Here’s a link to a recent paper published by Michael Richards and Erik Trinkaus, in which they propose that isotopic analyses of early modern human remains indicate a broader dietary range than Neanderthals, with the specific suggestion that European EMH supplemented their food intake with items such as freshwater fish, whilst European Neanderthals obtained almost all their meat from herbivores. Here’s the abstract:

We report here on the direct isotopic evidence for Neanderthal and early modern human diets in Europe. Isotopic methods indicate the sources of dietary protein over many years of life, and show that Neanderthals had a similar diet through time (≈120,000 to ≈37,000 cal BP) and in different regions of Europe. The isotopic evidence indicates that in all cases Neanderthals were top-level carnivores and obtained all, or most, of their dietary protein from large herbivores. In contrast, early modern humans (≈40,000 to ≈27,000 cal BP) exhibited a wider range of isotopic values, and a number of individuals had evidence for the consumption of aquatic (marine and freshwater) resources. This pattern includes Oase 1, the oldest directly dated modern human in Europe (≈40,000 cal BP) with the highest nitrogen isotope value of all of the humans studied, likely because of freshwater fish consumption. As Oase 1 was close in time to the last Neanderthals, these data may indicate a significant dietary shift associated with the changing population dynamics of modern human emergence in Europe.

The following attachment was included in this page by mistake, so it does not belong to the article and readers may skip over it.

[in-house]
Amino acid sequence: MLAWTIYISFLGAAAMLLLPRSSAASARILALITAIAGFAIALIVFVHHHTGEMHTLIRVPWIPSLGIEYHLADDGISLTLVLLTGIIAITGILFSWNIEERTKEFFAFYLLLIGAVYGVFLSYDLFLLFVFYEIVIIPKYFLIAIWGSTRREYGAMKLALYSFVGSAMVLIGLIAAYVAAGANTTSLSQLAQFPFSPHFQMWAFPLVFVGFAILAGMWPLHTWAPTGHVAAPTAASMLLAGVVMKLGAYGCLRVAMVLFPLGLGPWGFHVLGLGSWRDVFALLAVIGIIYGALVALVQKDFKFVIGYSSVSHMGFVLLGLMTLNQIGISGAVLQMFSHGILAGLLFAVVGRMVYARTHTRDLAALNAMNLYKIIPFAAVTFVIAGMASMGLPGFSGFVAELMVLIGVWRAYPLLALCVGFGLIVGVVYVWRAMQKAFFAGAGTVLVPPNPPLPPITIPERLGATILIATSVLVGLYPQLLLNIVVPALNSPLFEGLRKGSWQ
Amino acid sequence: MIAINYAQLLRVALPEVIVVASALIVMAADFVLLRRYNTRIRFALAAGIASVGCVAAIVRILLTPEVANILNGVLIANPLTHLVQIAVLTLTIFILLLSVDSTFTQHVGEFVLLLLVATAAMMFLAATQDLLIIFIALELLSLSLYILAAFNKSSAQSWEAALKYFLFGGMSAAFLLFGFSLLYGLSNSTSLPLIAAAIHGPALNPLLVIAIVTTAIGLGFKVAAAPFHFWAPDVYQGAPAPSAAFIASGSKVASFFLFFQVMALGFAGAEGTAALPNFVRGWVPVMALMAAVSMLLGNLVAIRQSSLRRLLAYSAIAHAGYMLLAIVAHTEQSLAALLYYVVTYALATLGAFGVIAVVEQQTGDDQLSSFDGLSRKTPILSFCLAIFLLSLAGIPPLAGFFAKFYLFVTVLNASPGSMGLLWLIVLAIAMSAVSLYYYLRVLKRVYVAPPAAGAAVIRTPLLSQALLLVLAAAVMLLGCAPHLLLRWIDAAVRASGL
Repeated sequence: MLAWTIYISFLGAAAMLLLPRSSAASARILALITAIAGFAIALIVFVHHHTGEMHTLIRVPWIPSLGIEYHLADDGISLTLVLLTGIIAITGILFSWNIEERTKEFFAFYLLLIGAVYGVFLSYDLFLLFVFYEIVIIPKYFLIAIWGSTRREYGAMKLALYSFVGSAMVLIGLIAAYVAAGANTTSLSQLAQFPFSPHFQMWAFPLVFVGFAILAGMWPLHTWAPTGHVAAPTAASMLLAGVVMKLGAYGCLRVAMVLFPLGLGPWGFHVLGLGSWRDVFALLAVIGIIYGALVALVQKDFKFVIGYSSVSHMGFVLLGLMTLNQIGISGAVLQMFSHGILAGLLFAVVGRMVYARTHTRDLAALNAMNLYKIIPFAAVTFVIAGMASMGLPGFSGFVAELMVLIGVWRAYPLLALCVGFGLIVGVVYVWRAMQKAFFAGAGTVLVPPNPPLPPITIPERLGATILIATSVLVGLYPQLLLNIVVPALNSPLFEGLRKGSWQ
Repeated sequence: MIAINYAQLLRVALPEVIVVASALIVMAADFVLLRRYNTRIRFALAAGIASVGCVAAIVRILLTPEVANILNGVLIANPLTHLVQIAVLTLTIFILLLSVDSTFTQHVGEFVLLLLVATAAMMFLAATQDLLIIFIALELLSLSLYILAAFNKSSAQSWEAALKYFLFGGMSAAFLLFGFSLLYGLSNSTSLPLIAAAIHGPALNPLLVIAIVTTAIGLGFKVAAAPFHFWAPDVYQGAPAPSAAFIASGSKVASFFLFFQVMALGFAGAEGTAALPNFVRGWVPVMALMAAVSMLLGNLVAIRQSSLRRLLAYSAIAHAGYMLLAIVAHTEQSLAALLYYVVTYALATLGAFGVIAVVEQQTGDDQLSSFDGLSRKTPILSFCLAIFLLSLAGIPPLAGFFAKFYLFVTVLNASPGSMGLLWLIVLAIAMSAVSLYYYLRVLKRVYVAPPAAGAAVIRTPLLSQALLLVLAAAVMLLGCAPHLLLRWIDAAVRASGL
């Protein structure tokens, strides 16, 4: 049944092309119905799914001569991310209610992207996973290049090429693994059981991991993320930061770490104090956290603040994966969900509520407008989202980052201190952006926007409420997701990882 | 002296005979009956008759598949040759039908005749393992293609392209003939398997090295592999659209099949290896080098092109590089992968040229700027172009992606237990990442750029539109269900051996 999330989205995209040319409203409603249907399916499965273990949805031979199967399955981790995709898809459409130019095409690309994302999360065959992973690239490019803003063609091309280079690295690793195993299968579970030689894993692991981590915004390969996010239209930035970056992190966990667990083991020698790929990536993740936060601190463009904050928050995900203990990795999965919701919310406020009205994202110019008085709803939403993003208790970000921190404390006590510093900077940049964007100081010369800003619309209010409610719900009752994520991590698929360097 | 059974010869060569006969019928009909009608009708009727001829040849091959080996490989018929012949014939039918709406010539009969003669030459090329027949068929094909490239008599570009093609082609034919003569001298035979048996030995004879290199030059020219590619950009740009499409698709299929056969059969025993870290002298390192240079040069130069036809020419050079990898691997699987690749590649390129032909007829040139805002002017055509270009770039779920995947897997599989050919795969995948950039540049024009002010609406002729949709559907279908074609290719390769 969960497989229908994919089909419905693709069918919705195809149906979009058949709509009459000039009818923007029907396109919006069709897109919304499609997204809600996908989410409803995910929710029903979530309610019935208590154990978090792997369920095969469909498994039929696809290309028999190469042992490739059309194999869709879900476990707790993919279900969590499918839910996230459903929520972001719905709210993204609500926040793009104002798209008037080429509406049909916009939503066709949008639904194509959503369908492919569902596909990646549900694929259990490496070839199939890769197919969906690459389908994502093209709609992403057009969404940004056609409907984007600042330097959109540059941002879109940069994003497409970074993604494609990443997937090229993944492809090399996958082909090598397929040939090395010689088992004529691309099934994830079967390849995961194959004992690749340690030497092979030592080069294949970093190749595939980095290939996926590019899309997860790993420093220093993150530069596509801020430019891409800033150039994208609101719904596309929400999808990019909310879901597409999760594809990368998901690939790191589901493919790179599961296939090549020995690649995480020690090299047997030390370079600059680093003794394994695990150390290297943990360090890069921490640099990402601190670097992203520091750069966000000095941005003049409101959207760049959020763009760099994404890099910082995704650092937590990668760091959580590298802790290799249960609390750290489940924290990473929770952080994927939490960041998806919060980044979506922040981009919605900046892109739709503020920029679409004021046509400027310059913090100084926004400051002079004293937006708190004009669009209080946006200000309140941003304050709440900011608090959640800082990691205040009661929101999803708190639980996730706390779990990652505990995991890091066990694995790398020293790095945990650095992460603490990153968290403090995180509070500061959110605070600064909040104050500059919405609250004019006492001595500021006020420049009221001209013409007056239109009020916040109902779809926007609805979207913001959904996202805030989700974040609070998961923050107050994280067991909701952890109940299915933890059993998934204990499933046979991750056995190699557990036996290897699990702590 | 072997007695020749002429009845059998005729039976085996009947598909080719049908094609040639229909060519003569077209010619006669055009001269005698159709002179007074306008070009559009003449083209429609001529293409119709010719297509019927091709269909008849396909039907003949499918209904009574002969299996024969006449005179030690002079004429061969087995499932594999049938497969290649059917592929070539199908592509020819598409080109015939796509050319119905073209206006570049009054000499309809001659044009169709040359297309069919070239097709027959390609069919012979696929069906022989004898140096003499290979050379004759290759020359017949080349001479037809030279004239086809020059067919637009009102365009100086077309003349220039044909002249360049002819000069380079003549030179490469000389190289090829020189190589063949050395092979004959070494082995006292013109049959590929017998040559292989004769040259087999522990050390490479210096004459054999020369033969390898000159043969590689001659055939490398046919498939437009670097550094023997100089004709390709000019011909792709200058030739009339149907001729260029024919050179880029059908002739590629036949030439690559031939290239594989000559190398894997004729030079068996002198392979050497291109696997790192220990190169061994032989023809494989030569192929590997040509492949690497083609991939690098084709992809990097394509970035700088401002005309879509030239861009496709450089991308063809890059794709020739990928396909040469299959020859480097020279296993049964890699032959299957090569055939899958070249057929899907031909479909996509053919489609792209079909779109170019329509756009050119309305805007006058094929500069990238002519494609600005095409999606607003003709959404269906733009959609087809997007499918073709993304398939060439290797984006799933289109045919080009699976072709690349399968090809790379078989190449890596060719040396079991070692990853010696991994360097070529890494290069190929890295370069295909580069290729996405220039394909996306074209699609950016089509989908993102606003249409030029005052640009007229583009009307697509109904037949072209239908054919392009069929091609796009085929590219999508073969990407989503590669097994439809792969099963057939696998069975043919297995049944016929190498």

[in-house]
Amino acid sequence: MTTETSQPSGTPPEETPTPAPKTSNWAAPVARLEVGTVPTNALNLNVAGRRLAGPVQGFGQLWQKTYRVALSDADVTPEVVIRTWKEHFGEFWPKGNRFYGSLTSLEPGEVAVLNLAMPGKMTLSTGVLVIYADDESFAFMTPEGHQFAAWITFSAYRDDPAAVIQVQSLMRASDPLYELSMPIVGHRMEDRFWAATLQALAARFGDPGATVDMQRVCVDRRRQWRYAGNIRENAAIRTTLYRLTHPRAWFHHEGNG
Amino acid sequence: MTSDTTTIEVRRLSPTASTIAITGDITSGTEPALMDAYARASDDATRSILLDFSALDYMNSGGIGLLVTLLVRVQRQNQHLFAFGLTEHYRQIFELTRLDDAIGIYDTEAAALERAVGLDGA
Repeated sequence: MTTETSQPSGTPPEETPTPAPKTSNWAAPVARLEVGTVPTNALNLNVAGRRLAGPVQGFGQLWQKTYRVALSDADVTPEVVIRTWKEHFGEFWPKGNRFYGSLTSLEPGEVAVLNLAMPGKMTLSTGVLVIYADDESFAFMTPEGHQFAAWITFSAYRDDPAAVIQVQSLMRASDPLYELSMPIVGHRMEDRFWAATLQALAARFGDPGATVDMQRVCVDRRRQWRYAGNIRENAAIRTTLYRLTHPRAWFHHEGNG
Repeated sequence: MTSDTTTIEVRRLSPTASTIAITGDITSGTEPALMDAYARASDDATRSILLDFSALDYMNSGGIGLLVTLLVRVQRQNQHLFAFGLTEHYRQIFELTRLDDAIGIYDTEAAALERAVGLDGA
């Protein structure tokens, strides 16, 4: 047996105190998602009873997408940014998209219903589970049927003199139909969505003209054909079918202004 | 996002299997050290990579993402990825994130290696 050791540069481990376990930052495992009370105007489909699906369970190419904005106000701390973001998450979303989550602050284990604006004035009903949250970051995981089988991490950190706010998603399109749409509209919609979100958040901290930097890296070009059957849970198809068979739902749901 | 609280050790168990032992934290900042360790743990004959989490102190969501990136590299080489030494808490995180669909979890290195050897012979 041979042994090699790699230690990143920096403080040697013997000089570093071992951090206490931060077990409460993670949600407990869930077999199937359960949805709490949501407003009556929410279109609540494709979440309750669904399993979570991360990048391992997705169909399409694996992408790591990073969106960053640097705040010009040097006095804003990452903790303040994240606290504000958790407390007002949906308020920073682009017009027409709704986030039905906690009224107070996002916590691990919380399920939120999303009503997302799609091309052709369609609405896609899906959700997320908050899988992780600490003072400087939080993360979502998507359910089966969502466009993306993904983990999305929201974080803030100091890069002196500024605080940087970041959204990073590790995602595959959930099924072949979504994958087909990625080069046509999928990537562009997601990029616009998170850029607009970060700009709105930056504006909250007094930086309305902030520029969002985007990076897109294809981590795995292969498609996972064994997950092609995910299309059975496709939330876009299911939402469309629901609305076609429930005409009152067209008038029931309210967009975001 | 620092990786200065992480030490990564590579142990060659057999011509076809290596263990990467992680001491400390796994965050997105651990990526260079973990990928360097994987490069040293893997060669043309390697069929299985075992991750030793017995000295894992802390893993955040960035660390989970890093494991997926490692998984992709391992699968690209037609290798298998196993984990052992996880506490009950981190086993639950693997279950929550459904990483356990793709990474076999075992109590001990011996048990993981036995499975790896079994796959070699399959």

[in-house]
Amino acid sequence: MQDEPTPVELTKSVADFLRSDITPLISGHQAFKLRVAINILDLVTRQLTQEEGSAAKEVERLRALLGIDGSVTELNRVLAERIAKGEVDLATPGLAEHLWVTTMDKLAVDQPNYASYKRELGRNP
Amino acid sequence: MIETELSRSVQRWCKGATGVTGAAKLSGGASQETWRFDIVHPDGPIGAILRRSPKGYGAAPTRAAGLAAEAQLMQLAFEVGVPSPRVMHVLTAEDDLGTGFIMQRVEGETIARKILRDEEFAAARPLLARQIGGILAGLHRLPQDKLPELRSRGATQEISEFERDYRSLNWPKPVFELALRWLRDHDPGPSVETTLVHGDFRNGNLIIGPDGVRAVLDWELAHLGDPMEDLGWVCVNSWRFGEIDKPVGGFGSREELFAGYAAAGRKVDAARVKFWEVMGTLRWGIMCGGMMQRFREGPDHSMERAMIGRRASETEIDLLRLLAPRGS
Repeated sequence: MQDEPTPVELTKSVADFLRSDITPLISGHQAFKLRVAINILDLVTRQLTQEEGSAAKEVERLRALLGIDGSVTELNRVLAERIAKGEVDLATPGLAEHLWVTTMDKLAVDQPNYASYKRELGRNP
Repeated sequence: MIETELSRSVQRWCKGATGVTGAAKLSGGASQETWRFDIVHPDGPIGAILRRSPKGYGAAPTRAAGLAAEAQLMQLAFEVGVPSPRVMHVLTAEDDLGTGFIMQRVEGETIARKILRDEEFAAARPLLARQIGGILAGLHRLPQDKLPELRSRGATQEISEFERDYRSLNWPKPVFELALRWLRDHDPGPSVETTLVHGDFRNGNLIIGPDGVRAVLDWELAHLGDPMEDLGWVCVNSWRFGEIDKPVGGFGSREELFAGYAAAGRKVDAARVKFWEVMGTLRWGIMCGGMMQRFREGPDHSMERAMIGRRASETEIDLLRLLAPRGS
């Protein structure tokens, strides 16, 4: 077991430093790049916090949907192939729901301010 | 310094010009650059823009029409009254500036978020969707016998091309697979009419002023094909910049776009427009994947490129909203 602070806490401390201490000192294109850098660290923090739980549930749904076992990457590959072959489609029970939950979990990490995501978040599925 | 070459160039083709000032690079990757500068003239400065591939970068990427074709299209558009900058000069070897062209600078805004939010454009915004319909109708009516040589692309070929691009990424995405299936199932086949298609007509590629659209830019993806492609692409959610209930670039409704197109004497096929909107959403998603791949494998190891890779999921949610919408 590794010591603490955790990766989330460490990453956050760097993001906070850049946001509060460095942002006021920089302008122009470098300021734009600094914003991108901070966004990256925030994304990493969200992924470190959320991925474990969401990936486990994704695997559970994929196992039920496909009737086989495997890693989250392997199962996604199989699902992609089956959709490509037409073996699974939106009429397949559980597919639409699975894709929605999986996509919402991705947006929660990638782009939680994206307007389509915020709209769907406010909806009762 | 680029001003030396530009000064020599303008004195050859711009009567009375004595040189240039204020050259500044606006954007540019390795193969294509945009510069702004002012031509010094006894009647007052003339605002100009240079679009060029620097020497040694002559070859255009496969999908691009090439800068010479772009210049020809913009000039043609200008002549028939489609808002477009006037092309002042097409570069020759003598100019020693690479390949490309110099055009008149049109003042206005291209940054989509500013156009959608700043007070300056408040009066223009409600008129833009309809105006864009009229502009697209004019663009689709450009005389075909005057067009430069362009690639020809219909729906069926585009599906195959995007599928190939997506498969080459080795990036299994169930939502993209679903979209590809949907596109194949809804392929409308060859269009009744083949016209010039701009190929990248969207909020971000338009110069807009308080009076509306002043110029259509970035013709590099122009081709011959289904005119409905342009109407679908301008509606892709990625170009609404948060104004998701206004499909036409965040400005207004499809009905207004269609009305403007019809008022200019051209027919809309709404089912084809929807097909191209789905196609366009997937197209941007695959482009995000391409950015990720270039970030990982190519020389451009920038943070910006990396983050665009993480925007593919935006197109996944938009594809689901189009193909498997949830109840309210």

The rest of the paper is available here as a PDF.

Reference: Published online before print August 11, 2009, doi: 10.1073/pnas.0903821106 Isotopic Evidence for the Diets of European Neanderthals and Early Modern Humans by Michael P. Richards and  Erik Trinkaus